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The Holy Terror is perfect. To be honest, there's little more that I can than that. For the first scene to the last, The Holy Terror is enticing, gripping, funny, clever, dark, twisted and ultimately thought-provoking, but not in a condescending way. It's quite simply one of the best story's that, not only Big Finish have put out, but one of the best things to bare the name Doctor Who.
The Doctor and Frobisher arrive in a castle where it's people follow a set of irrational and downright stupid set of customs and traditions, wrapped in the veil of religion. Now, while at first, this may all seem very flippant and very Douglas Adams-ish in it's subversion, the second half of the story turns the whole thing on it's head. Not only does the story become an awful lot darker, we also see the flip side of the argument. And it's not just for the sake of balance: writer Rob Shearman wants us to understand that, while to some, it may look silly and ridiculous, others derive meaning and purpose out of these arcane rituals, and it's not really our place to judge that. Then, of course, we come to the child: possibly one of the most psychotic and terrifying monster ever encounter by the Doctor. Sam Kelly is fantastic here: I mean all of the guest cast are great, but Kelly is superb as Eugene, a man who's become twisted by his actions to the point where he no longer recognises himself. You do feel sorry for him, despite his actions, and the ending is like a literal stab in the gut. Colin Baker gives one of his best performances as the Doctor, and Robert Jezek is wonderful as Frobisher, to the point where, over the course of a single story, you couldn't imagine any other voice for the character.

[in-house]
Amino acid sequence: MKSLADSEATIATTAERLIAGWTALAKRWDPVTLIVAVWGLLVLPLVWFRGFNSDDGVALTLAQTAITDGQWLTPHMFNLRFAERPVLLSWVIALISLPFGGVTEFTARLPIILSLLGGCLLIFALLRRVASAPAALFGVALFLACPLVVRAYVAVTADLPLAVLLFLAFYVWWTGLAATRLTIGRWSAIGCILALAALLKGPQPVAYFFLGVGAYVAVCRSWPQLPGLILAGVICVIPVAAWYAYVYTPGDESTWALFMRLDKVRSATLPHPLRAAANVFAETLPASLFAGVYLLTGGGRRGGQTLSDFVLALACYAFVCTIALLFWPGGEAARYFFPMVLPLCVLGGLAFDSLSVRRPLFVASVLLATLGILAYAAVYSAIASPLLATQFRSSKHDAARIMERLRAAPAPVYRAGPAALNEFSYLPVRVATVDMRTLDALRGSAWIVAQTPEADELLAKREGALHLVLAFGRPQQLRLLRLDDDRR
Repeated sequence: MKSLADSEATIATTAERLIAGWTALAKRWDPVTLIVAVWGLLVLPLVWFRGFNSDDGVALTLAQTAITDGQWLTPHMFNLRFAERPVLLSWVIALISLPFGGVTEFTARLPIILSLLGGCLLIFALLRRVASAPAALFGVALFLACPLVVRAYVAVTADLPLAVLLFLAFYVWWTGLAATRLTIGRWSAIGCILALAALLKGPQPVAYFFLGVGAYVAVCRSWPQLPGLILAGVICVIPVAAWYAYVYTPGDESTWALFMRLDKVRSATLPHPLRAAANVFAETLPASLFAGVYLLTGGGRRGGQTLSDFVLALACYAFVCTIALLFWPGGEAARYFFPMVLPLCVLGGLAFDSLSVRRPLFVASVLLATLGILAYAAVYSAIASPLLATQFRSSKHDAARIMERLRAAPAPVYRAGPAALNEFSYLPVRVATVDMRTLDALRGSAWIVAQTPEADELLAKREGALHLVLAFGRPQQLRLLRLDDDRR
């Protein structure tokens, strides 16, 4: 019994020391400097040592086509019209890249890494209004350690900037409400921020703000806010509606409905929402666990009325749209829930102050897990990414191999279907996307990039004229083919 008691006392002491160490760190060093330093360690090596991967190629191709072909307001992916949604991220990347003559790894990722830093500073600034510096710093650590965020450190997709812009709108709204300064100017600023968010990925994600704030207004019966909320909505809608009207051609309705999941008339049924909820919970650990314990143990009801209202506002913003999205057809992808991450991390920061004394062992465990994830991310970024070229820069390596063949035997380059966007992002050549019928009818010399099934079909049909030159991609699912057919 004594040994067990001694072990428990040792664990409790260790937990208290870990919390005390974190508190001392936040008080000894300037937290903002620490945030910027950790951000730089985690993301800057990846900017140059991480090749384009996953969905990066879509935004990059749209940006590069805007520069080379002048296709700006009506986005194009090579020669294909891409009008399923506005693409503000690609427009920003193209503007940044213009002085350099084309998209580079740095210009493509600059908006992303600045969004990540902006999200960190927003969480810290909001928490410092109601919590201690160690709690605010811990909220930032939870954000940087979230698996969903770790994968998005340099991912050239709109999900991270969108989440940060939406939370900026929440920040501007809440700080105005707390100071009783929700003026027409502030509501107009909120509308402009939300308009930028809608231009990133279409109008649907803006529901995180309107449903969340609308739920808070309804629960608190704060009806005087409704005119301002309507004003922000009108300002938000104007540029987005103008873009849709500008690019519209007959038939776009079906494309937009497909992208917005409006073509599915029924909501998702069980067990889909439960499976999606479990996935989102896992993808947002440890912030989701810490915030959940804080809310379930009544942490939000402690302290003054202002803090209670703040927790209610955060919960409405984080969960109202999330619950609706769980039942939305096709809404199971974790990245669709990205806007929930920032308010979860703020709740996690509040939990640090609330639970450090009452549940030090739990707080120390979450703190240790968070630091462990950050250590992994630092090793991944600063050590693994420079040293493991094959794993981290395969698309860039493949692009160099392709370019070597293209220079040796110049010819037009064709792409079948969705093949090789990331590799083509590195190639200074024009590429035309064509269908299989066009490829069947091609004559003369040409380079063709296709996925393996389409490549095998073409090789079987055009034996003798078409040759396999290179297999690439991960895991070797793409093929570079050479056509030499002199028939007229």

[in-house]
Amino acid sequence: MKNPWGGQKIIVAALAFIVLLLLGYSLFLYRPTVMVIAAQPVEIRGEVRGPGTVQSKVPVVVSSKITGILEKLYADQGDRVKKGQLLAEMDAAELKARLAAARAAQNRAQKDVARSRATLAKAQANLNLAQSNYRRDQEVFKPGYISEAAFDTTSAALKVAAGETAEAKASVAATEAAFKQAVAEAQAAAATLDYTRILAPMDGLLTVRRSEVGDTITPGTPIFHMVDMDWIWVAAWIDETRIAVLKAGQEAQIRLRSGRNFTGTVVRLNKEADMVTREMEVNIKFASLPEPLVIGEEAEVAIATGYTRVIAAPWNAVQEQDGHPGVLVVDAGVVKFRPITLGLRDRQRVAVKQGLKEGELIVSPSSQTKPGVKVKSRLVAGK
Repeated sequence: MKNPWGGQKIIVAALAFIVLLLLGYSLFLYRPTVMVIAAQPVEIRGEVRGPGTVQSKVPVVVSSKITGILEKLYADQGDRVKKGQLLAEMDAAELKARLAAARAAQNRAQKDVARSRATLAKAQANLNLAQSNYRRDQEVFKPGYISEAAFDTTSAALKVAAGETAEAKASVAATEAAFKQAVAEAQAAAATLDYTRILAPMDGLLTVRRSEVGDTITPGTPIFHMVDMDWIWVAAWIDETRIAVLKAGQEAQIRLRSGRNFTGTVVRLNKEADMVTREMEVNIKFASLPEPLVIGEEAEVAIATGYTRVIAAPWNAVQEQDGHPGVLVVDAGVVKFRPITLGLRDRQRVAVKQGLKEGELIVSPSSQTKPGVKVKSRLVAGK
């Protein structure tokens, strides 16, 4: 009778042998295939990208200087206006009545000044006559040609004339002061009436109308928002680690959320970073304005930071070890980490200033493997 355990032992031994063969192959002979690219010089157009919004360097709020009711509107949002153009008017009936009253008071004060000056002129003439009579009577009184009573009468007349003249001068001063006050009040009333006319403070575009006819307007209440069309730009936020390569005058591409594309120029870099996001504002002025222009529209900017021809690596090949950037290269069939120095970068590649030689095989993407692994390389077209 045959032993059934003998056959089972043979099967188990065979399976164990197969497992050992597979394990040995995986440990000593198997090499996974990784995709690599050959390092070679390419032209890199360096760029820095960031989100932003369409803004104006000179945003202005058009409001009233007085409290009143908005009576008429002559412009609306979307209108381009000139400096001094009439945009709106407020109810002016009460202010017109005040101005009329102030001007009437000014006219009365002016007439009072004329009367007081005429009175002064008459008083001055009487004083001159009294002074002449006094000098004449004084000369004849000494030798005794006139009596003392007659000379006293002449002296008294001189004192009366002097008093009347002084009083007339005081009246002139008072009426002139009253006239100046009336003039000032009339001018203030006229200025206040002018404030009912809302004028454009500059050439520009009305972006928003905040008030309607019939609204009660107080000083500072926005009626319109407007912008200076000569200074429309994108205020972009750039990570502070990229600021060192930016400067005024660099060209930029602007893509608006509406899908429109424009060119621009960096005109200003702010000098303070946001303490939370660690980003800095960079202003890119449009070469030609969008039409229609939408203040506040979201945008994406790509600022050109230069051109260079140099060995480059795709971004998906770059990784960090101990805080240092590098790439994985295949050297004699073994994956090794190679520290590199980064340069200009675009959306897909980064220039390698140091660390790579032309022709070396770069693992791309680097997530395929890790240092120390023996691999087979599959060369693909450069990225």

While The Holy Terror may have been derided at the time for featuring the 'big talking bird', it's certainly hailed as a classic today. And rightly so: for The Holy Terror is simply divine. It's funny, it's tragic, it's gruesome, it's gripping. It's, quite simply, classic Doctor Who.